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Cruelty Free Cosmetics

For nearly 100 years, companies have relied upon animal testing when formulating new products before selling them to consumers. While the practice had its time and place, the advent of alternative methods has led conscientious companies to eliminate painful animal testing. Seacret is proud to be a cruelty free brand and against animal testing, and will continue to make the best products possible in the most ethical way.

The History of Animal Testing and Trends Toward Banning It

The cosmetics industry has a long history when it comes to animal testing – one that most of us would prefer to forget. In the U.S., the FDA began requiring companies to ensure the safety of their products by conducting trials involving animals nearly 80 years ago in 1938. Two tests in particular, the "Draize eye and skin irritancy tests"[i] brought concerns about animal suffering and cruelty to the attention of consumers, and the trend toward banning this type of testing got underway and has grown to a global concern. Twenty years after the first ban went into place in the UK in 1998, companies worldwide have adopted policies and practices to create safe products that no longer subject animals to pain and unnecessary death. World Organisation for Animal Health (OIE) has even recommended in its Terrestrial Animal Health Code that “Animals should only be used when ethically justified and when no other alternative methods are available.”

What “Not Tested on Animals” Means

While the phrase “not tested on animals” sounds straightforward enough, it actually has two separate components. First, the finished product itself must not have been used on any animal during the testing phase. Beyond that, even the individual ingredients must carry that same promise.

Just like you, Seacret is passionate[ii] about supporting companies and individuals that appreciate the value of a life and make decisions based on what’s right, not what’s convenient or easy. Every country has a different set of requirements regarding animal testing, and many of them are beginning to ban animal testing in favor of alternative methods, which the U.S. FDA[iii] has recommended for years.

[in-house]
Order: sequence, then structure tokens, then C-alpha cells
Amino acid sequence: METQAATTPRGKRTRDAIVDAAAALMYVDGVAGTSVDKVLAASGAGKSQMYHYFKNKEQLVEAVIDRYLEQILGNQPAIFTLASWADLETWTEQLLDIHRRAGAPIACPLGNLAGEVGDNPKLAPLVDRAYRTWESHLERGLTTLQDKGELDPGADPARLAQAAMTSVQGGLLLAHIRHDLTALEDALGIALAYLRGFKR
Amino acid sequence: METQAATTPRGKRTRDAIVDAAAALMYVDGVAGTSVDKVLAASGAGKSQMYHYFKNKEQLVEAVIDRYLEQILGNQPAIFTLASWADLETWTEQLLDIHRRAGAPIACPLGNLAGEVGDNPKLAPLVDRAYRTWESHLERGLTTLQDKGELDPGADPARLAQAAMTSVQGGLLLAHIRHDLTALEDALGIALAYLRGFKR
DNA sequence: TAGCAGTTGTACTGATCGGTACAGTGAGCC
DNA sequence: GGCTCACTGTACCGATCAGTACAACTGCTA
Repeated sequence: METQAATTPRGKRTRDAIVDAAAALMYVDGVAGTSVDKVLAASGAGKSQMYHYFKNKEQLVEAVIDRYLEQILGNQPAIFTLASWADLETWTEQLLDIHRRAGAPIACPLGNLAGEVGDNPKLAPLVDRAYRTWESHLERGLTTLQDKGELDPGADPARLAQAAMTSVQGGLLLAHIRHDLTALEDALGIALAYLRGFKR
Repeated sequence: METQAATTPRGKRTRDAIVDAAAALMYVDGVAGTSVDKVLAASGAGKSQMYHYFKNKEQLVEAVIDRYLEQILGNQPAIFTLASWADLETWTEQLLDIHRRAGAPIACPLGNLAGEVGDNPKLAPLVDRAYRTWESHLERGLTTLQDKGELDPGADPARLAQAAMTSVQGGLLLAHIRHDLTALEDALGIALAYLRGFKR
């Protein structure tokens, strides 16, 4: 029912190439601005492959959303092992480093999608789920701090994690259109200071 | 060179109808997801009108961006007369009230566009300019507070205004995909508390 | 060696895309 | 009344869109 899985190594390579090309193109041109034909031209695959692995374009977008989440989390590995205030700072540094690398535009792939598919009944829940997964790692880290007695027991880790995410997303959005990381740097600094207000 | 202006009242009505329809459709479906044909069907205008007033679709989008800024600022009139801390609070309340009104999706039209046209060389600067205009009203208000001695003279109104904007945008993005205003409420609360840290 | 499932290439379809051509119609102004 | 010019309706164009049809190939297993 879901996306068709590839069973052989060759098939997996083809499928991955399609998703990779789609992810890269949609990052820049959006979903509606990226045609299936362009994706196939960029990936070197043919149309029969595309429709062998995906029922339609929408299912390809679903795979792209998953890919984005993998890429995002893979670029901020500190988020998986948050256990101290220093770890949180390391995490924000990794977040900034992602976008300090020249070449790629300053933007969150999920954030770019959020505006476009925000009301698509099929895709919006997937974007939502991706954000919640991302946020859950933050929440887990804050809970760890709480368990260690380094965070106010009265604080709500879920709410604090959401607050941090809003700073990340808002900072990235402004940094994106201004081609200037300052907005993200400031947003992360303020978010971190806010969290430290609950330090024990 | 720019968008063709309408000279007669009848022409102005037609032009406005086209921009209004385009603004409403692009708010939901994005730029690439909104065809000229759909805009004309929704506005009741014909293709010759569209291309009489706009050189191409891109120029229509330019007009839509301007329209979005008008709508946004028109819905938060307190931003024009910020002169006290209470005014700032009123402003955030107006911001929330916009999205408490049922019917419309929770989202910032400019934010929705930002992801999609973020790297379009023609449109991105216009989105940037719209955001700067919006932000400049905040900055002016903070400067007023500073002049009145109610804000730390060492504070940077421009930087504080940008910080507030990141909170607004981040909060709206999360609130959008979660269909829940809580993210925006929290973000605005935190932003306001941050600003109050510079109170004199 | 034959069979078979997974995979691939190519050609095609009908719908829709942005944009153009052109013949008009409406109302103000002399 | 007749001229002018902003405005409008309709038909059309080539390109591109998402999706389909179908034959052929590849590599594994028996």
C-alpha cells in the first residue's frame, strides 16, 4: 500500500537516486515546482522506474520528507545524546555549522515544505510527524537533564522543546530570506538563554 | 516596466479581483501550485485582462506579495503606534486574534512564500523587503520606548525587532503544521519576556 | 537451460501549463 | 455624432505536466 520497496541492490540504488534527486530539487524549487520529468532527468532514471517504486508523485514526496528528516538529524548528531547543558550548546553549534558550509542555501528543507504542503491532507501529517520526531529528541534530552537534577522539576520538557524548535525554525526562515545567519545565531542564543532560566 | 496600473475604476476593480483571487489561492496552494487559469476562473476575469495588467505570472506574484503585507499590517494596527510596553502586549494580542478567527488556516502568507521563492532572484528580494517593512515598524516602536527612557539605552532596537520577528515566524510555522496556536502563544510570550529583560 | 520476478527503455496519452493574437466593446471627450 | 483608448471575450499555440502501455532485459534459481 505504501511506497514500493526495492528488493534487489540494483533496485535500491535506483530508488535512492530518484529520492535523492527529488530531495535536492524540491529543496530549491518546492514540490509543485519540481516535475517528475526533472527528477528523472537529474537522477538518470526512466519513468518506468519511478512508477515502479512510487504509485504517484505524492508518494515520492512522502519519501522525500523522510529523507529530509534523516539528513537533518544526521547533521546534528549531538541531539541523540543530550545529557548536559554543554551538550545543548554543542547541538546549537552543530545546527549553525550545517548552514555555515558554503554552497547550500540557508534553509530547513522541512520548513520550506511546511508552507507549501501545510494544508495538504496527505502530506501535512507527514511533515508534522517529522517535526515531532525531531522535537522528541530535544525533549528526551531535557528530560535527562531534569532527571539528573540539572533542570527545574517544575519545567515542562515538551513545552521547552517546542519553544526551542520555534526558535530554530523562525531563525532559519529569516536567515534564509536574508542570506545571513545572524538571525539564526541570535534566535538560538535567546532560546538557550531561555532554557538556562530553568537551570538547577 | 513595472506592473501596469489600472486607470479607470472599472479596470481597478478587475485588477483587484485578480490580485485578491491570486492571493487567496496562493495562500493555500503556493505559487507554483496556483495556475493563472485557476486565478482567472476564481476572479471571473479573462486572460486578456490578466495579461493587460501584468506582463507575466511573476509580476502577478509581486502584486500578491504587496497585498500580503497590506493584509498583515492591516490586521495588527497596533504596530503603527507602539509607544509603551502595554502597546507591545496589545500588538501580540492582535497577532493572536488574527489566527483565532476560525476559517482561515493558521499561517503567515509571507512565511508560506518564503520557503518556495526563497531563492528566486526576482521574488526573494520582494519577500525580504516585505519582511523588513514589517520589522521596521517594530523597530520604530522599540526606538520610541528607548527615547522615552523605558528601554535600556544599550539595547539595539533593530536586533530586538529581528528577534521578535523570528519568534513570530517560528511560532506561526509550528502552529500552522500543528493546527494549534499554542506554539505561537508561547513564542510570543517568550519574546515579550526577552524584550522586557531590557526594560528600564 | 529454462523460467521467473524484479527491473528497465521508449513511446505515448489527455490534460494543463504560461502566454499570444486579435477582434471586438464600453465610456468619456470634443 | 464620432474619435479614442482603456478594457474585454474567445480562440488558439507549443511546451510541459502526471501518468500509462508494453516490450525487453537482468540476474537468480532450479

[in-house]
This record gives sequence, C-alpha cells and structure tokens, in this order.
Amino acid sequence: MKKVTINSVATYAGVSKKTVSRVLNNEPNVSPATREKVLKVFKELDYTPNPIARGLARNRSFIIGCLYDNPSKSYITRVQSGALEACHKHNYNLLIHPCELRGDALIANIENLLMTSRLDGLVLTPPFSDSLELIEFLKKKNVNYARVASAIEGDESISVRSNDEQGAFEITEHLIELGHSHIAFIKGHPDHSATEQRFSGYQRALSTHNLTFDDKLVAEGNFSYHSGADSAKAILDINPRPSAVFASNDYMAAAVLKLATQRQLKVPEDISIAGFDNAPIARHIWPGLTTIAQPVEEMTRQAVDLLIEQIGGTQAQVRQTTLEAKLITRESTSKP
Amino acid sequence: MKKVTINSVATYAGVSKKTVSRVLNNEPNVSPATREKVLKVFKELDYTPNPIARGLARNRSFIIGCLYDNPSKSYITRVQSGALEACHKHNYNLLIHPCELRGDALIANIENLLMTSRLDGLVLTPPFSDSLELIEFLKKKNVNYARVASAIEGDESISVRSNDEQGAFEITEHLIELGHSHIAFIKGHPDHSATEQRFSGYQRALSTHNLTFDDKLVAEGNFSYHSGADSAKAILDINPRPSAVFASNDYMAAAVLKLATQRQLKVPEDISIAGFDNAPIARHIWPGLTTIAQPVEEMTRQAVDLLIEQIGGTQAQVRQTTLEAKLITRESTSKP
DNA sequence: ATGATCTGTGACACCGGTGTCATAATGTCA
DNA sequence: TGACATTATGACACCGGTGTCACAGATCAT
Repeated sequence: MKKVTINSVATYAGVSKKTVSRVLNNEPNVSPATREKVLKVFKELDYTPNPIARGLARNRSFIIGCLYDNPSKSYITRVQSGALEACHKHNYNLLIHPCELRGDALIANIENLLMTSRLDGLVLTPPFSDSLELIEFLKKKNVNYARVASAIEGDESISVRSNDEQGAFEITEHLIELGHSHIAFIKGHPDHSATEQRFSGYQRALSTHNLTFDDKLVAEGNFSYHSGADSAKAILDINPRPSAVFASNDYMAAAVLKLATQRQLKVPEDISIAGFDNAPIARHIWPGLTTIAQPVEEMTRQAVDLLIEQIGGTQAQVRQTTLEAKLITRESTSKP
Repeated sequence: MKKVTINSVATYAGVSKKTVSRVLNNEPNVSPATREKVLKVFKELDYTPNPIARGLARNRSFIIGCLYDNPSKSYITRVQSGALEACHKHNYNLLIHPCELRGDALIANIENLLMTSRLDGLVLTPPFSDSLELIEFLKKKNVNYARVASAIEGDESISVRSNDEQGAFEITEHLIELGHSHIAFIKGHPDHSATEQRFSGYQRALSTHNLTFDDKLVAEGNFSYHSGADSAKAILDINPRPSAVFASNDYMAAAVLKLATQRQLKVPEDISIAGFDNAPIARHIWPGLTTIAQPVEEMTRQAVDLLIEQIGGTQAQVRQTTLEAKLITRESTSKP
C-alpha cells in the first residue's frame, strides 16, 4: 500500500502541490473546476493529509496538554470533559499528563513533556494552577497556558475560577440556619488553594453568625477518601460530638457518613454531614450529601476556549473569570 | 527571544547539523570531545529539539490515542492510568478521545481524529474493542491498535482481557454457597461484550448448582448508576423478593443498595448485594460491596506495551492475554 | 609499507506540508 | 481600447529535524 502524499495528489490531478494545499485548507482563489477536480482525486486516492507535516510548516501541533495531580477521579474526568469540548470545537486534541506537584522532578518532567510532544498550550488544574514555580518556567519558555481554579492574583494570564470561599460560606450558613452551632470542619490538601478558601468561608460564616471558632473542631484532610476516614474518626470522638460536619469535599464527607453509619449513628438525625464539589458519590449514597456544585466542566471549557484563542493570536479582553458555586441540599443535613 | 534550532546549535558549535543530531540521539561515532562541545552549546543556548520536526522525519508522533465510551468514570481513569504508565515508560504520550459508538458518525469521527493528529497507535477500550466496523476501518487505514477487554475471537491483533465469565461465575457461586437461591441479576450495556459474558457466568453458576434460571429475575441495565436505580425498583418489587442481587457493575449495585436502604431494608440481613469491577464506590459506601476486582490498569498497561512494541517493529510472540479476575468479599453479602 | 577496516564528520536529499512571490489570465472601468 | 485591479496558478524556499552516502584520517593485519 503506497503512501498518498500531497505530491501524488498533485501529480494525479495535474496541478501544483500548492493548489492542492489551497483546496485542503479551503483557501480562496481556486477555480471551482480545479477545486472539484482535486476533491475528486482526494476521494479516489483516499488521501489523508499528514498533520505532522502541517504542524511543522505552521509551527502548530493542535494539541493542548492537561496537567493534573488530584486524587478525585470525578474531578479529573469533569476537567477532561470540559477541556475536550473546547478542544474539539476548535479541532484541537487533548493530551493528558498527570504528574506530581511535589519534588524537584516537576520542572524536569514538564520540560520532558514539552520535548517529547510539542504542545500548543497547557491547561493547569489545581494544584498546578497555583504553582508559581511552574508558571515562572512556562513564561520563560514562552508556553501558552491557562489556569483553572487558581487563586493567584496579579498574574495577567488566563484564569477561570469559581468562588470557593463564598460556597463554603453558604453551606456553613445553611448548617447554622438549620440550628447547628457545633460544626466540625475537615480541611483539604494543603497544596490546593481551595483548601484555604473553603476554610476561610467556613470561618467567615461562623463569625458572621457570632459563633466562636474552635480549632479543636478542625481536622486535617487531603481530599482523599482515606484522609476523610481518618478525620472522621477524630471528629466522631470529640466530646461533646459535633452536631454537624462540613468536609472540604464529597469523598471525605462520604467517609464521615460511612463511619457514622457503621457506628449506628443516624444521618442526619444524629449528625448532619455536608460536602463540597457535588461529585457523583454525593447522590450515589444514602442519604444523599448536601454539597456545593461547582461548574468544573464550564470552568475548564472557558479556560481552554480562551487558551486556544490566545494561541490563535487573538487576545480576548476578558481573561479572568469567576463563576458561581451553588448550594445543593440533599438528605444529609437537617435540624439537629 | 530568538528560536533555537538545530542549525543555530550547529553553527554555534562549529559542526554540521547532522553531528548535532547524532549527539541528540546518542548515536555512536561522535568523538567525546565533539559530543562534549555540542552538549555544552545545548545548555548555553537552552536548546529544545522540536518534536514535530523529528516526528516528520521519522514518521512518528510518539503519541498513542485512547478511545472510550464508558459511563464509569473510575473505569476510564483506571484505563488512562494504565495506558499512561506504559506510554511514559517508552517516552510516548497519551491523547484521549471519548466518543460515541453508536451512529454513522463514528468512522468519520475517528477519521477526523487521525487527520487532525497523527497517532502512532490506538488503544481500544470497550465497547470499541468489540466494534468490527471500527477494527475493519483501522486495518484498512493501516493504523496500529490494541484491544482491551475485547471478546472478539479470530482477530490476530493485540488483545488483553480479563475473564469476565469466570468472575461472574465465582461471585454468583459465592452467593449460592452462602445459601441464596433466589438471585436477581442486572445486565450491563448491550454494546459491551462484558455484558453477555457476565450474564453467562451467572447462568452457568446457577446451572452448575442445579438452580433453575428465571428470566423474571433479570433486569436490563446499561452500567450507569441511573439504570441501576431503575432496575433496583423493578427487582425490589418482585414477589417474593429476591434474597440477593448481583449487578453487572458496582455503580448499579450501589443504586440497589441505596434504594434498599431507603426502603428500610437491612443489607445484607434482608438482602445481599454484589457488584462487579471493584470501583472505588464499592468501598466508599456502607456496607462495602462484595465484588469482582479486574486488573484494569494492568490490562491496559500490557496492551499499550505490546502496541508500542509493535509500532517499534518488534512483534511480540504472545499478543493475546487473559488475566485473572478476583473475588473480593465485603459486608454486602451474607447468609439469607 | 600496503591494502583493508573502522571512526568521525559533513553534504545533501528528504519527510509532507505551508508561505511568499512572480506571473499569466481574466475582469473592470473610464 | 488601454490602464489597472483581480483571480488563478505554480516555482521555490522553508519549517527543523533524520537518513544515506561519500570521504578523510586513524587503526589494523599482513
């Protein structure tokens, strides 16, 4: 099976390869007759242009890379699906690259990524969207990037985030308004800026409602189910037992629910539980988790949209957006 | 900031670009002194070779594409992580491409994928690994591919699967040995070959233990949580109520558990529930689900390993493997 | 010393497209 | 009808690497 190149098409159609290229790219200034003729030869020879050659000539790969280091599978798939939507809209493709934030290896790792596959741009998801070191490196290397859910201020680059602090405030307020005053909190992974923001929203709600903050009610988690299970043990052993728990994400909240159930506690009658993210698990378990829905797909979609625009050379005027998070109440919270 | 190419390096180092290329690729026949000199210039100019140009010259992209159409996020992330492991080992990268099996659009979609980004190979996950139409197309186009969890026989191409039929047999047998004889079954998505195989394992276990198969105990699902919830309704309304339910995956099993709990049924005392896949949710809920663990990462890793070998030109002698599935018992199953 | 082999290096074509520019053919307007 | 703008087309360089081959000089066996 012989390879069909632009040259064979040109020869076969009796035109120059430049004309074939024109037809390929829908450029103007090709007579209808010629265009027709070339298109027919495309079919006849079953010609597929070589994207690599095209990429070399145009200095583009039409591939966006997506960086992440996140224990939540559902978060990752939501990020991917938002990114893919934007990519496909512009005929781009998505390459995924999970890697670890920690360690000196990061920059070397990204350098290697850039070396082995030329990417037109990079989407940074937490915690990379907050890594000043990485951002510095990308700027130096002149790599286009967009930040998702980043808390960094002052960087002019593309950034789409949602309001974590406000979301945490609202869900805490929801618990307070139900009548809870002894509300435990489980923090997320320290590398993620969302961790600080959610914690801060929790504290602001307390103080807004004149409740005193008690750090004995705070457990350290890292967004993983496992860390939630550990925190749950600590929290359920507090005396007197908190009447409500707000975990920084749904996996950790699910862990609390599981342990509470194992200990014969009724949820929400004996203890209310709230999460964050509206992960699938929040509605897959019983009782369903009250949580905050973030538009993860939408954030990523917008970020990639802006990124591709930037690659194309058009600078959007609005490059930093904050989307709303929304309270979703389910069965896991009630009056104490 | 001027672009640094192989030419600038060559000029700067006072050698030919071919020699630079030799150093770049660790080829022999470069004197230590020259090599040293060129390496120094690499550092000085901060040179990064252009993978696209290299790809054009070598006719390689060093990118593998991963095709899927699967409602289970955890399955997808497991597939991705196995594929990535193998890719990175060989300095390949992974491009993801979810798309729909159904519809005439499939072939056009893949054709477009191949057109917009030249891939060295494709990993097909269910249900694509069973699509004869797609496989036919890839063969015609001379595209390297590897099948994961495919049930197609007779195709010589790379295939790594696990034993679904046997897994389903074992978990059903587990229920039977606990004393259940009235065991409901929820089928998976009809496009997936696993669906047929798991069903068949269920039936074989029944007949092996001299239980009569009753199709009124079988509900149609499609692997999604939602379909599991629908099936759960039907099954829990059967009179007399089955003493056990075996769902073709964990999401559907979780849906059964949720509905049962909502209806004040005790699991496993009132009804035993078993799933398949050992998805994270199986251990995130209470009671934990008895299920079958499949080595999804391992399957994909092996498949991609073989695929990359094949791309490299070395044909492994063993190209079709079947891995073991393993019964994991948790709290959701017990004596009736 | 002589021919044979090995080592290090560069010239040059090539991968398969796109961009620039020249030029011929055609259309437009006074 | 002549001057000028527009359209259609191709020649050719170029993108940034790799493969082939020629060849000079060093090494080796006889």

What “Cruelty Free” Means

Since humans are unable to determine how much pain an animal is experiencing while undergoing any kind of testing, the practice itself must be eliminated. To ensure that cruelty free makeup or cruelty free cosmetics really live up to those claims, animals must not be used in any capacity. Some tests, especially skin corrosion tests[iv], which are conducted to determine if a substance will damage the skin, cause “ulcers, bleeding, bloody scabs, scars, and other visible signs of dead tissue.” It is obvious to everyone that those symptoms are painful, so cruelty free companies have adopted new and improved testing methods.

For instance, instead of using rabbits or other animals, scientists have been able to grow human cells for testing. These are obviously more accurate in reflecting how a person will respond to a given ingredient, so this test is a welcome replacement. Plus, patients who undergo personal surgical procedures have the option of donating their excess skin[v] to be used “to replace the cruel rabbit irritation tests,” which have a disappointing 60% accuracy rate. With these valuable alternatives, pain has no place in the cosmetics industry, and torturing creatures for the sake of commercial gain is simply unnecessary.

Seacret Is a Cruelty Free Company

At Seacret, we do not test individual ingredients or finished products on animals. As a consumer, you hold the power to change regulations and testing practices by becoming more involved at the individual level and challenging companies to Be Cruelty Free. The days of accepting distasteful practices are long behind us, and we, as a community of ethical persons, can and will make a difference by holding true to our identity and defining values.

  1. The Humane Society: Cosmetics Testing on Animals
  2. Morgan Stanley: Do Consumers Care About Ethical Retailing?
  3. FDA: Animal Testing & Cosmetics
  4. PETA: Skin Corrosion
  5. Cruelty Free International: Alternatives to animal testing

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